],
            "Resource":[
                "arn:aws:ssm:*:*:parameter/fl-server-*-token",
                "arn:aws:ssm:*:*:parameter/fl-client-*-token"
            ]
        },
        {
            "Sid":"AllowS3Access",
            "Effect":"Allow",
            "Action":[
                "s3:*Object",
                "s3:ListBucket",
                "s3:PutObject",
                "s3:GetObject",
                "s3:GetObjectAcl",
                "s3:GetObjectVersion",
                "s3:ListBucketVersions",
                "s3:GetEncryptionConfiguration"
            ],
            "Resource":[
                "arn:aws:s3:::*.integrate.ai",
                "arn:aws:s3:::*.integrate.ai/*"
            ]
        },
        {
            "Sid":"DenyS3BucketReadAccess",
            "Effect":"Deny",
            "Action":[
                "s3:*Object",
                "s3:ListBucket",
                "s3:GetEncryptionConfiguration",
                "s3:GetObject",
                "s3:GetObjectAcl",
                "s3:ListBucketVersions",
                "s3:PutObject",
                "s3:PutObjectAcl",
                "s3:PutObjectAcl"
            ],
            "Resource":[
                "arn:aws:s3:::*.integrate.ai/taskrunner",
                "arn:aws:s3:::*.integrate.ai/taskrunner/*"
            ]
        },
        {
            "Sid":"AllowKMSUsage",
            "Effect":"Allow",
            "Action":[
                "kms:Decrypt",
                "kms:DescribeKey",
                "kms:Encrypt",
                "kms:GenerateDataKey"
            ],
            "Resource":"*",
            "Condition":{
                "ForAnyValue:StringLike":{
                    "kms:ResourceAliases":"alias/iai/*"
                }
            }
        },
        {
            "Sid":"AllowLogGroupAndStreamAccess",
            "Effect":"Allow",
            "Action":[
                "logs:CreateLogStream",
                "logs:DescribeLogStreams",
                "logs:PutLogEvents",
                "logs:CreateLogGroup",
                "logs:Describe*",
                "logs:List*",
                "logs:StartQuery",
                "logs:StopQuery",
                "logs:TestMetricFilter",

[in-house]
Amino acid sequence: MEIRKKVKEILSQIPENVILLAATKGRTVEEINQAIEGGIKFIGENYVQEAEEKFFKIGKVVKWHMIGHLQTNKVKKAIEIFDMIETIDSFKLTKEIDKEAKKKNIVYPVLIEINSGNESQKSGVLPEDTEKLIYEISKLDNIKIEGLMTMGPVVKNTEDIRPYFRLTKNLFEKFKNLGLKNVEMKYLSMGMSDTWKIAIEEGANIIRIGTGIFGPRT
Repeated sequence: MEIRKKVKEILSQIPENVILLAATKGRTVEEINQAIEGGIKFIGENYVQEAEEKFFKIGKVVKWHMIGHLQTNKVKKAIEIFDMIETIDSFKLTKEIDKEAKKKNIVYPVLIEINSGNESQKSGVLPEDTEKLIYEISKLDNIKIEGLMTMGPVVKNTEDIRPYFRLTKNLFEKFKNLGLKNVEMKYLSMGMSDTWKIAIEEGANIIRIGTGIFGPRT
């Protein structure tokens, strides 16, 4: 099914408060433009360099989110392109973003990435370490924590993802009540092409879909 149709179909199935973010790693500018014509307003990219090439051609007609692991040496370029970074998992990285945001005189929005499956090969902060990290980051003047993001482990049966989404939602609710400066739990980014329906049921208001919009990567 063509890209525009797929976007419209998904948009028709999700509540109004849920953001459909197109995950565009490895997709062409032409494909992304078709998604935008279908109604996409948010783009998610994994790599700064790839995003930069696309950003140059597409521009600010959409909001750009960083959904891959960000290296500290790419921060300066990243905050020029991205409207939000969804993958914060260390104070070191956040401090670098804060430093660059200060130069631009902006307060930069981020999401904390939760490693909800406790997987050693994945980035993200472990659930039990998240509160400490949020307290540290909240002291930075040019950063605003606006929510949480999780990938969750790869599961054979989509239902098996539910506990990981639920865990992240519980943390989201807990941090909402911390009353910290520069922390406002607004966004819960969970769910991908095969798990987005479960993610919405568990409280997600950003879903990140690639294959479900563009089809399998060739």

"logs:FilterLogEvents",
                "logs:Get*"
            ],
            "Resource":[
                "arn:aws:logs:*:*:log-group:iai-fl-server-fargate-log-group-*:log-stream:*",
                "arn:aws:logs:*:*:log-group:/aws/batch/job:log-stream:iai-fl-client-batch-job-*",
                "arn:aws:logs:*:*:log-group:iai-proxy-log*:log-stream:*",
                "arn:aws:logs:*:*:log-group:*batch*:*"
            ]
        },
        {
            "Sid":"AllowTaskInfo",
            "Effect":"Allow",
            "Action":[
                "ec2:DescribeNetworkInterfaces",
                "ec2:DescribeInstances"
            ],
            "Resource":[
                "*"
            ]
        },
        {
            "Effect":"Allow",
            "Action":[
                "ecr:GetAuthorizationToken",
                "ecr:BatchCheckLayerAvailability",
                "ecr:GetDownloadUrlForLayer",
                "ecr:BatchGetImage",
                "batch:*"
            ],
            "Resource":[
                "*"
            ]
        }
    ]
}

You must grant integrate.ai access to run the task runner in your cloud environment by creating a limited permission role in AWS for the runtime agent.

Important: This policy provides the specific permissions for integrate.ai to call the task runner and dispatch tasks, such as training a machine learning model. You may review this policy to comply with your organization's policies. Contact your Customer Success Manager if this policy requires modification.

To create the runtime policy:

  1. In the AWS Console, go to IAM, select Policies, and click Create policy.
  2. On the Specify permissions page, click the JSON tab.
  3. Paste in the Runtime JSON policy provided by integrate.ai (shown in the code panel at right).
  4. Click Next.
  5. Name the policy iai-runtime-policy and click Create policy.

Create Runtime role

# Runtime custom trust policy

{
    "Version": "2012-10-17",
    "Statement": [
        {
            "Effect": "Allow",
            "Principal": {
                "AWS": "arn:aws:iam::919740802015:root"
            },
            "Action": [
                "sts:AssumeRole",
                "sts:TagSession"
            ],
            "Condition": {
                "ArnLike": {
                    "aws:PrincipalArn": [
                        "arn:aws:iam::919740802015:role/IAI-API-*"
                    ]
                }
            }
        },
        {
            "Effect": "Allow",
            "Principal": {
                "Service": [
                    "ecs-tasks.amazonaws.com",
                    "batch.amazonaws.com",
                    "ec2.amazonaws.com"
                ]
            },
            "Action": [
                "sts:AssumeRole",
                "sts:TagSession"
            ],
            "Condition": {}
        }
    ]
}
  1. In the left navigation bar of the console, under IAM, select Roles, and click Create role.
  2. Select Custom trust policy.
  3. Paste in the custom trust relationship JSON provided by integrate.ai (shown in the code panel on the right).
  4. Replace {workspace} with the value for your workspace provided by integrate.ai.
  5. Click Next.
  6. On the Add permissions page, search for and select the policy you just created (iai-runtime-policy).
  7. Search for and add the following AWS policies: AmazonEC2ContainerServiceforEC2Role, AWSBatchServiceRole, AmazonECSTaskExecutionRolePolicy.
  8. Click Next.
  9. Provide the following Role name: iai-taskrunner-runtime. Important: Do not edit or change this name.